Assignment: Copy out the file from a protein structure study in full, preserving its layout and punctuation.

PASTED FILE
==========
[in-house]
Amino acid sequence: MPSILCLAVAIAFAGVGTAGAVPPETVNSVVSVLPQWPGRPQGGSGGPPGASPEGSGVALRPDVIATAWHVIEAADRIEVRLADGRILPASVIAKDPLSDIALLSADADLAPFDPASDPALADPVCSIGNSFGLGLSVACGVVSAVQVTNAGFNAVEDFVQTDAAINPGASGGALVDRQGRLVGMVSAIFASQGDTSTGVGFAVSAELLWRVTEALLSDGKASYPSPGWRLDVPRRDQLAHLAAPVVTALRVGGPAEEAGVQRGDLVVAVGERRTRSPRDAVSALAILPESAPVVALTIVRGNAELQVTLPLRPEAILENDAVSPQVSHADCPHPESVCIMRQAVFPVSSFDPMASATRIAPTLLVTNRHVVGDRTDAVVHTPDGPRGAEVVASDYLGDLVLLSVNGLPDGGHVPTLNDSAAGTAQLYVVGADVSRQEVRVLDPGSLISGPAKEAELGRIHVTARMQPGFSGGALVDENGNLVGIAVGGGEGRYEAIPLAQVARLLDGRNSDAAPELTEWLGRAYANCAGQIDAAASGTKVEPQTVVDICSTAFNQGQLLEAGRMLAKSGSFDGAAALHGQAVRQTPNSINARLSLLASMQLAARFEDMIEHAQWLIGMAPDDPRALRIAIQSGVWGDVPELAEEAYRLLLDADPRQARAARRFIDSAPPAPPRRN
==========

[in-house]
Amino acid sequence: MPSILCLAVAIAFAGVGTAGAVPPETVNSVVSVLPQWPGRPQGGSGGPPGASPEGSGVALRPDVIATAWHVIEAADRIEVRLADGRILPASVIAKDPLSDIALLSADADLAPFDPASDPALADPVCSIGNSFGLGLSVACGVVSAVQVTNAGFNAVEDFVQTDAAINPGASGGALVDRQGRLVGMVSAIFASQGDTSTGVGFAVSAELLWRVTEALLSDGKASYPSPGWRLDVPRRDQLAHLAAPVVTALRVGGPAEEAGVQRGDLVVAVGERRTRSPRDAVSALAILPESAPVVALTIVRGNAELQVTLPLRPEAILENDAVSPQVSHADCPHPESVCIMRQAVFPVSSFDPMASATRIAPTLLVTNRHVVGDRTDAVVHTPDGPRGAEVVASDYLGDLVLLSVNGLPDGGHVPTLNDSAAGTAQLYVVGADVSRQEVRVLDPGSLISGPAKEAELGRIHVTARMQPGFSGGALVDENGNLVGIAVGGGEGRYEAIPLAQVARLLDGRNSDAAPELTEWLGRAYANCAGQIDAAASGTKVEPQTVVDICSTAFNQGQLLEAGRMLAKSGSFDGAAALHGQAVRQTPNSINARLSLLASMQLAARFEDMIEHAQWLIGMAPDDPRALRIAIQSGVWGDVPELAEEAYRLLLDADPRQARAARRFIDSAPPAPPRRN